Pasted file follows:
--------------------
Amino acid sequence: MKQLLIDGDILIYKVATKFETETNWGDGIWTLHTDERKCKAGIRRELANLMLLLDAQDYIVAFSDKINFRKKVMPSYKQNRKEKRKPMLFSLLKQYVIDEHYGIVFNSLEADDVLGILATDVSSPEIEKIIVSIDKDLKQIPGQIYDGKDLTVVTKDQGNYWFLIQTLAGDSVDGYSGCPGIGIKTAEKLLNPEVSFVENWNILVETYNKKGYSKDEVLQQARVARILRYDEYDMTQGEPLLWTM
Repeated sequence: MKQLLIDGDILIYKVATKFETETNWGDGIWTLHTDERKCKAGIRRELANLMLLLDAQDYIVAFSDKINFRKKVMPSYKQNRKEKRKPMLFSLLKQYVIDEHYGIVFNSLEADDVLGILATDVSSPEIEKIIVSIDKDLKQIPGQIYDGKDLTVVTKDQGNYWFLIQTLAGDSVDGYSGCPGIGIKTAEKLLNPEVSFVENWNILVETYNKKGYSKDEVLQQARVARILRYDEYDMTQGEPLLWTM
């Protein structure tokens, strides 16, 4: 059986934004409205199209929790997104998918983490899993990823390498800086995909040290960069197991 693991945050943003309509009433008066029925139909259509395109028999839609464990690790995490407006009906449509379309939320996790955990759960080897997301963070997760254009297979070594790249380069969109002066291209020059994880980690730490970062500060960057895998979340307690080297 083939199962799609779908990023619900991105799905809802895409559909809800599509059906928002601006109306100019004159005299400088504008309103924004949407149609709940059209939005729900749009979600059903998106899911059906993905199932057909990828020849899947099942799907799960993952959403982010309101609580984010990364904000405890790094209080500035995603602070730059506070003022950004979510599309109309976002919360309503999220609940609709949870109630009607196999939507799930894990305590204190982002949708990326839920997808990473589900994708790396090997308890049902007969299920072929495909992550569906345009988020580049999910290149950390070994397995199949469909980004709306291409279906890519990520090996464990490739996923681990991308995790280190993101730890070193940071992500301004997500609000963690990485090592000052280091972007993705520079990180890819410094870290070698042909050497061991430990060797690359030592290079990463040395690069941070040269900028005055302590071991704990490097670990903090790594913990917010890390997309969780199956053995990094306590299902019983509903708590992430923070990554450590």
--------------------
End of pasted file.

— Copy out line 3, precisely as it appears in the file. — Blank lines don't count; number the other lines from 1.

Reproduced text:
């Protein structure tokens, strides 16, 4: 059986934004409205199209929790997104998918983490899993990823390498800086995909040290960069197991 693991945050943003309509009433008066029925139909259509395109028999839609464990690790995490407006009906449509379309939320996790955990759960080897997301963070997760254009297979070594790249380069969109002066291209020059994880980690730490970062500060960057895998979340307690080297 083939199962799609779908990023619900991105799905809802895409559909809800599509059906928002601006109306100019004159005299400088504008309103924004949407149609709940059209939005729900749009979600059903998106899911059906993905199932057909990828020849899947099942799907799960993952959403982010309101609580984010990364904000405890790094209080500035995603602070730059506070003022950004979510599309109309976002919360309503999220609940609709949870109630009607196999939507799930894990305590204190982002949708990326839920997808990473589900994708790396090997308890049902007969299920072929495909992550569906345009988020580049999910290149950390070994397995199949469909980004709306291409279906890519990520090996464990490739996923681990991308995790280190993101730890070193940071992500301004997500609000963690990485090592000052280091972007993705520079990180890819410094870290070698042909050497061991430990060797690359030592290079990463040395690069941070040269900028005055302590071991704990490097670990903090790594913990917010890390997309969780199956053995990094306590299902019983509903708590992430923070990554450590």